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Derelict Plane Removed From North Adams Airport

By Jack GuerinoiBerkshires Staff
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NORTH ADAMS, Mass. — Airport manager Bruce Goff told the airport commission that the derelict plane that had flipped over in 2022 has been completely removed from the airport campus.
"On April 21, he had the fuselage put on a flatbed and towed away," Goff told the commission Tuesday. "I like having aircraft here, but if they are here, I want them to be in working condition. So I am happy to see it go."
During a windstorm last year, the plane was completely flipped over. The city had to call a towing company to right the plane. The city could not contact the owner so they footed the $5,000 bill.
The city did eventually contact the plane owner hoping to recoup funds, however, the plane owner said he had no intention of paying the bill as he did not have the money.
Since then, the owner has been allowed at the airport only to dismantle and remove the aircraft. 
There was talk of putting a lien on the airplane, but Goff said it was not worth the city's time as the plane's value would likely not even cover the cost of the towing bill.
Airport user Mike Milazzo said there is another derelict airplane at the airport the commission should consider removing.
"There are airplane parts under the wing, and there is a tarp that is loose and flying around," he said. "...At some point that plane will be a problem."
Goff gave his manager's report and said currently he has issued 65 airport badges.
"I think we are doing pretty well, and I know a few pilots who still haven't applied, but I think we have a good number right now," he said. "I haven't heard any complaints about access."
The airport revamped its badge system and cleaned up membership. Before there were multiple unaccounted badges, and it was unclear if some members were active or alive.
Continuing, Goff said on April 20, there were reports of a missing ten-year-old Pine Cobble student.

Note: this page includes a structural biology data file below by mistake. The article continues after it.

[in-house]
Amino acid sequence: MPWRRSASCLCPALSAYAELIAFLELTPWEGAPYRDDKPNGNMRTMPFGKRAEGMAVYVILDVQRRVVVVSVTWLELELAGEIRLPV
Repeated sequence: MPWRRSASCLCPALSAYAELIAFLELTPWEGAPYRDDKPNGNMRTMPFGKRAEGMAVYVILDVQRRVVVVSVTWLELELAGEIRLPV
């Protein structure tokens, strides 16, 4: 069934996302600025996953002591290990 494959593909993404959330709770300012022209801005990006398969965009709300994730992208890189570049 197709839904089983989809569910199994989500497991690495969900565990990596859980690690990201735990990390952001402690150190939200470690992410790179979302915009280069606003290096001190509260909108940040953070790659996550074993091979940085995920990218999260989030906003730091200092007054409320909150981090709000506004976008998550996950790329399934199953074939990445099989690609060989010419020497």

State Police used the airport to fuel their helicopter and airport staff monitored the air making sure there was no activity where they were conducting their search.
The boy was found safely.
Goff said the airport is having an issue with geese and acquired the services of an airport user's dog, Ava, to chase them away.
"Geese and aircraft do not mix, and we have spent a considerable amount of time and effort in harassing these geese off the airport as many as four times a day," he said. "Ava loves chasing geese and was very helpful."
Goff said the geese will continue to be a problem, and he is in the process of applying for a depredation permit. He said it is just too dangerous for geese to inhabit airports.
"A goose can do so much damage to a small aircraft. It would not be good if we had an accident here," he said.

Tags: airplanes,   

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BRO MX Ordered to Comply With Conservation Restrictions

By Jack GuerinoiBerkshires Staff
NORTH ADAMS, Mass. — The Conservation Commission gave BRO MX until July 28 to place signage marking conservation-restricted area they improperly mowed as well as hire a botanist to review the area.
The commission on Thursday went over some conservation restrictions included in the deed of motocross track owners Jason and Jessica Langenback that they unknowingly violated.
"The reason why you are on the agenda is that there have been suggested anomalies of the management and the use of the conversation restriction … wetlands encroachment and things along those lines," Chairman Andrew J. Kawczak said. "So I am hoping … this gets the conversation started." 
Specifically, the restrictions control mowing in a meadowed area as there are endangered insects and plants.
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